General Motors seems certain to pull its Cadillac brand from more than half its current European markets following the collapse of its regional distributor.
It’s reported that the US carmaker will focus on markets such as Russia, Britain and Switzerland where the luxury brand has been able to compete against Germany’s BMW, Mercedes-Benz and Audi premium brands.
Currently, GM sells Cadillac in 25 European markets.
On March 20, Kroymans Corporation, GM’s European distributor for Cadillac cars, won court approval to suspend debt payments for four of its business units including Kroymans Import Europe, which distributes the Cadillac, Corvette and Hummer brands in Europe.
The Dutch-based dealer group said it has an acute liquidity shortage due to a collapse in new- and used-car sales.
A Kroymans spokesman said court-appointed administrators will take possession of the 3500 unsold Cadillacs, Corvettes and Hummers at 165 dealerships on Monday.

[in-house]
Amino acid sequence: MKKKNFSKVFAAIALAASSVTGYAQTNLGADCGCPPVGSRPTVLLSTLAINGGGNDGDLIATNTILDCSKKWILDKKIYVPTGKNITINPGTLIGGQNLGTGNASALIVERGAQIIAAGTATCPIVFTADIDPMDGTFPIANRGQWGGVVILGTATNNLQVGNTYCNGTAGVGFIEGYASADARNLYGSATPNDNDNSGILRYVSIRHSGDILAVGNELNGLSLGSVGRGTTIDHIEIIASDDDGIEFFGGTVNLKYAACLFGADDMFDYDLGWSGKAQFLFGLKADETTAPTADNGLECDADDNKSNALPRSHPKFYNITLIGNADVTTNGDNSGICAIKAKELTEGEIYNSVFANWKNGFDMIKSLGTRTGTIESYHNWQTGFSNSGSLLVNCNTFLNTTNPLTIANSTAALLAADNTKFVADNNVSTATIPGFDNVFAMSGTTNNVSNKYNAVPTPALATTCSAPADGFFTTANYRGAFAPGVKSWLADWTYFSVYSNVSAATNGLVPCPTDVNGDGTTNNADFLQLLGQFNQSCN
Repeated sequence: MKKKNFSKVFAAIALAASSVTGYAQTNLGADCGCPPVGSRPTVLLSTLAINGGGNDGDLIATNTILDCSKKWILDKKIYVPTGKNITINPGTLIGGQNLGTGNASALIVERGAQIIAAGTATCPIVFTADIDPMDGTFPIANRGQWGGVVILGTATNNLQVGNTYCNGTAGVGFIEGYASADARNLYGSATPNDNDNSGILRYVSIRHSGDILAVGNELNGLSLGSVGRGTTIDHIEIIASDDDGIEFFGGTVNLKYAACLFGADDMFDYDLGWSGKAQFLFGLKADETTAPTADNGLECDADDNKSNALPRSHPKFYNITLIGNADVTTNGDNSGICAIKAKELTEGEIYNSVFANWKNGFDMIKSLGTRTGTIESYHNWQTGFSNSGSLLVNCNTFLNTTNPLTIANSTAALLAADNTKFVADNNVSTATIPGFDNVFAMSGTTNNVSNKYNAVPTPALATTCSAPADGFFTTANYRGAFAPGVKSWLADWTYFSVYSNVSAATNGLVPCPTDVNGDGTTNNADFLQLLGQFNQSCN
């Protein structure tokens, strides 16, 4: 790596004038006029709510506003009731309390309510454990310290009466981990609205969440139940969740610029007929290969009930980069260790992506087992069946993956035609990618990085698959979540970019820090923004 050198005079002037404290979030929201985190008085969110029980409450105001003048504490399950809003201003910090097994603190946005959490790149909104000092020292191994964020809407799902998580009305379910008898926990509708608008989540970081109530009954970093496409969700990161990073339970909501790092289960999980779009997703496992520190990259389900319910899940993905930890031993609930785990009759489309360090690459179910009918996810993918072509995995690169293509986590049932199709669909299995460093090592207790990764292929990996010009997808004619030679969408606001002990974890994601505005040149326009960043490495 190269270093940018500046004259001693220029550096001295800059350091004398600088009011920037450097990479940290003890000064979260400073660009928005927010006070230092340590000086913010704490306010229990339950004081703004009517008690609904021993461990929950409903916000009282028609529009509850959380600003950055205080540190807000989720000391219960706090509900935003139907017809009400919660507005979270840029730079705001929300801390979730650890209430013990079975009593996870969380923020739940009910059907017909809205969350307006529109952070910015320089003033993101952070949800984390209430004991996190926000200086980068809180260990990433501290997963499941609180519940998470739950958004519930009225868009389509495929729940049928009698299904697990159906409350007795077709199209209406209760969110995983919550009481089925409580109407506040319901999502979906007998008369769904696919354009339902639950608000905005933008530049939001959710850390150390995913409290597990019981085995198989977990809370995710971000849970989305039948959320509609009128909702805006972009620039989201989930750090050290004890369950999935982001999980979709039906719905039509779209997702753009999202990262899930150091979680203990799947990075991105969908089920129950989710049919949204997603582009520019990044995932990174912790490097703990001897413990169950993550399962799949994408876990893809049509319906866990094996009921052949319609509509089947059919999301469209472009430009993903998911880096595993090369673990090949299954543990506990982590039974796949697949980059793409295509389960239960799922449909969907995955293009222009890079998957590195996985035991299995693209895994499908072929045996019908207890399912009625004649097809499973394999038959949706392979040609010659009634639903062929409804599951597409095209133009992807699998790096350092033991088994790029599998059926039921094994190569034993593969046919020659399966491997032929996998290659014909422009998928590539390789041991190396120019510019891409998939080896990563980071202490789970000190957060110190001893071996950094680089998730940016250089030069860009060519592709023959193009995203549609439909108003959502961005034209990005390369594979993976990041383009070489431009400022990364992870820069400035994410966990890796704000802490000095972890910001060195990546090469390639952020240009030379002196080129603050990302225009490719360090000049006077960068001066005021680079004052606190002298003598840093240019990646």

A GM Europe spokesman said the carmaker is working with Kroymans on a new strategy for distributing the brands.
The plan is understood to includes transferring Cadillac sales to GM Europe’s dealerships, which sell more prosaic models such as Opel Astras.
GM was hoping to sell 7500 Cadillacs in Europe last year and although Cadillac is one of America’s top-selling luxury brands, many Europeans are put off by the brand’s brash styling.
Cadillac also was late in introducing diesel models in Europe where more than half of new cars sold are diesels.
Last year Cadillac’s European sales fell five per cent to 4556. Hummer sales were down 1.8 per cent to 2327 and Corvette sales were 15.3 lower than 2007 at 1086.
GM already directly distributes Cadillac, Corvette and Hummer vehicles in Britain and Russia.